In "The Kite Runner", what are two significant quotes by Rahim Khan and their significance?

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While there are a numerous quotes from Rahim Khan that can be explored, there are two in particular that seem to stand out: “Come. There is a way to be good again” and “may I have it, Amir jan? I would very much like to read it.”

Though the sentence is short and simple, its impact is significant for several reasons. First, it’s repeated several times throughout the novel, first in chapter one as a flashback / memory of a conversation between Amir and Rahim Khan that will happen in the future, and again in chapter fourteen, when the conversation actually occurs. What Khan said was significant because he knows that Amir saw what happened to Hassan in the alley and did nothing to stop it, and Amir feels guilt and shame. Khan is implicitly telling Amir that he can redeem himself and forgive himself for what happened all those years ago. Other actions of Amir that add to his shame and guilt are when he accuses Hassan of stealing, and also for the fact that he survived when he escaped Kabul with his father, leaving Hassan behind.

Amir spends many years tortured by his past actions. After Amir has become a grown man, he receives a call from Rahim Khan that will change his future.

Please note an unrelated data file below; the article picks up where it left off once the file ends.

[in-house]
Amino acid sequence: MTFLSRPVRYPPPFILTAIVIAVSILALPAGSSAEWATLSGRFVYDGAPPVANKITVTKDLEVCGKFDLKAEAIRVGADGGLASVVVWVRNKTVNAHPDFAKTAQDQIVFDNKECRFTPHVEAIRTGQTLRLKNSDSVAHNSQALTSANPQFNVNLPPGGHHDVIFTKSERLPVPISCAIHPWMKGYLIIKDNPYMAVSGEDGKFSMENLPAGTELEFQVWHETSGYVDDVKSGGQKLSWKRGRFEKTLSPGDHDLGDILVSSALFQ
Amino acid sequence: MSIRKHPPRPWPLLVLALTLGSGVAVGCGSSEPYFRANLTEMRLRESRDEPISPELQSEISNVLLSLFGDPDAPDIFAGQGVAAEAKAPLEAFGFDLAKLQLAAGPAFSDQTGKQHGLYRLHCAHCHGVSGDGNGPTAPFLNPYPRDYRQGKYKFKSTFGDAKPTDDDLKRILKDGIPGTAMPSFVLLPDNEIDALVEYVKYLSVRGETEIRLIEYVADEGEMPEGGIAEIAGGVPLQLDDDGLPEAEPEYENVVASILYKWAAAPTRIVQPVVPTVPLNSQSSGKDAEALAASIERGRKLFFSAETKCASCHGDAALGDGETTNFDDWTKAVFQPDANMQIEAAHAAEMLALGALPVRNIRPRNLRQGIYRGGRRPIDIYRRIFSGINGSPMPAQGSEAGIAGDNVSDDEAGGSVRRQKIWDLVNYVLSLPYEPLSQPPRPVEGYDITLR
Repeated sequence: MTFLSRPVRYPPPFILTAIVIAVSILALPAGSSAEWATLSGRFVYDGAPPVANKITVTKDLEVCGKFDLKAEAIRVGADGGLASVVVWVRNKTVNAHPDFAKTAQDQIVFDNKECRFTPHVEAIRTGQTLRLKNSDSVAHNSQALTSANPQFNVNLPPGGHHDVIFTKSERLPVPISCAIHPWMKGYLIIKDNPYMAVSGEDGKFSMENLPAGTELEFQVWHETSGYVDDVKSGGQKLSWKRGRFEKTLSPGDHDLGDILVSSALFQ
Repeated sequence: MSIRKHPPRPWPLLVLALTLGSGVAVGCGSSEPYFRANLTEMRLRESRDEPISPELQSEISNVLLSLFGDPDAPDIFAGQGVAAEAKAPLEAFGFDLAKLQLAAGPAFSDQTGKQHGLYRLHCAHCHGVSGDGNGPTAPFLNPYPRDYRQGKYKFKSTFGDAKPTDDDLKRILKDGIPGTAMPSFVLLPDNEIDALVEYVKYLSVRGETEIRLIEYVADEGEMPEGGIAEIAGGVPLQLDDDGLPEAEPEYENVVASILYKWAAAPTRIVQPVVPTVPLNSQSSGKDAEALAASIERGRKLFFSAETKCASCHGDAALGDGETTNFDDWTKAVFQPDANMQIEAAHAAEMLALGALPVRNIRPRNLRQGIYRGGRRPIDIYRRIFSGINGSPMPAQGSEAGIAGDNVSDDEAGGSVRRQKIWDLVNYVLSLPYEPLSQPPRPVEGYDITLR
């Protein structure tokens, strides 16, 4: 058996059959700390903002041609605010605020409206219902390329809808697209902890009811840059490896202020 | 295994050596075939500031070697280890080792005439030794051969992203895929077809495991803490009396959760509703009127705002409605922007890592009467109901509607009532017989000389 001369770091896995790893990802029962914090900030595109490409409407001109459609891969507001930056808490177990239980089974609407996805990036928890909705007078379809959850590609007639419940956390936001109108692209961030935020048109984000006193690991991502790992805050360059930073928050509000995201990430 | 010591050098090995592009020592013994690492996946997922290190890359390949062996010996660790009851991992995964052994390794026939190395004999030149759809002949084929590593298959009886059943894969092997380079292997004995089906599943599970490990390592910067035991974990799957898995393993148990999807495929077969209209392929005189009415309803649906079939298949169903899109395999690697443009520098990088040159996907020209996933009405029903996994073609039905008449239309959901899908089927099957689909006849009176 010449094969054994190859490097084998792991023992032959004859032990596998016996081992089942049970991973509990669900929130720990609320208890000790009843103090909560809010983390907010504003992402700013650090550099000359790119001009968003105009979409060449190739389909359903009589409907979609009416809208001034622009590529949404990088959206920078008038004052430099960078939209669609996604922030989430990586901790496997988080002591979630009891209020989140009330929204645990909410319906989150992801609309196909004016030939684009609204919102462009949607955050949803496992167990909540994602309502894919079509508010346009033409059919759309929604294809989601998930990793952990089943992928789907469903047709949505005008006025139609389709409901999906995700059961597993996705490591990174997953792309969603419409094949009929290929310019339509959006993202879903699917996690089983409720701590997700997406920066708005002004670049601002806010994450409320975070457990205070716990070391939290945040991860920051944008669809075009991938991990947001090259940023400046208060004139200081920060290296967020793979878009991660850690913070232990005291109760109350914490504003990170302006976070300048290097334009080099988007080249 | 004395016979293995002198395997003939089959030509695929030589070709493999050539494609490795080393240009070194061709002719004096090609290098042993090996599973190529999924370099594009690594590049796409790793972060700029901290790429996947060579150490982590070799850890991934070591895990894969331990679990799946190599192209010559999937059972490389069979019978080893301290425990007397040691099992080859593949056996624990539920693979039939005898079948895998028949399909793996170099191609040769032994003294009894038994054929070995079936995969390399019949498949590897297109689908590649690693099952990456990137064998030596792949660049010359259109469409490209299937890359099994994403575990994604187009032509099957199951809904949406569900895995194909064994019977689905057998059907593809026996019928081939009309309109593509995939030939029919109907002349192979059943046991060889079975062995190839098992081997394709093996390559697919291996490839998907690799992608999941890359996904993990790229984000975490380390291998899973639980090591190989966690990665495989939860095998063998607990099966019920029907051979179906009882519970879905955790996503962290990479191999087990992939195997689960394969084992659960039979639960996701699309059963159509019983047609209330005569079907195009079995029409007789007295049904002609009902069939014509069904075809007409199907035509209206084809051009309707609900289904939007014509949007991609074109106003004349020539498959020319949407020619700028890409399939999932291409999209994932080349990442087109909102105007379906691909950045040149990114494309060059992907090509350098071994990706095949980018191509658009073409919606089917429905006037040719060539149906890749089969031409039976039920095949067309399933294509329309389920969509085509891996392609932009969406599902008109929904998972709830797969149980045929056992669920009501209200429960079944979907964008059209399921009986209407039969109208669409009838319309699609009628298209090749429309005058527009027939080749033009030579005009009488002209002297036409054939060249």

What Amir eventually learns from Khan is that Hassan was actually his half-brother. Unfortunately, Hassan has passed away by this time, leaving behind a son, Sohrab. What Khan means when he says, “Come. There is a way to be good again,” is that if Amir returns to Kabul, he might find redemption for his unfavorable actions (rather, inaction) by saving Hassan’s son – Amir’s nephew – who has found himself in a similar situation as his father had.

The second quote, “may I have, Amir jan? I would very much like to read it” occurs in chapter four, and is significant because Amir finally receives the encouragement he had needed to hear all his life. As a child Amir loved to look at and learn from the books in his father’s library, and he had written several stories. He was discouraged due to his father’s lack of interest in his writing, and for Khan, who is like a second father to Amir, his interest in reading Amir’s writing is life changing. Also, is the significance of the use of jan after Amir’s name, signifying a term of endearment that he rarely heard from his own father. Without Khan’s interest and positive input (returning the story with a note, and the one word that stood out: “bravo”), was a large factor in forming the path that Amir would travel.  

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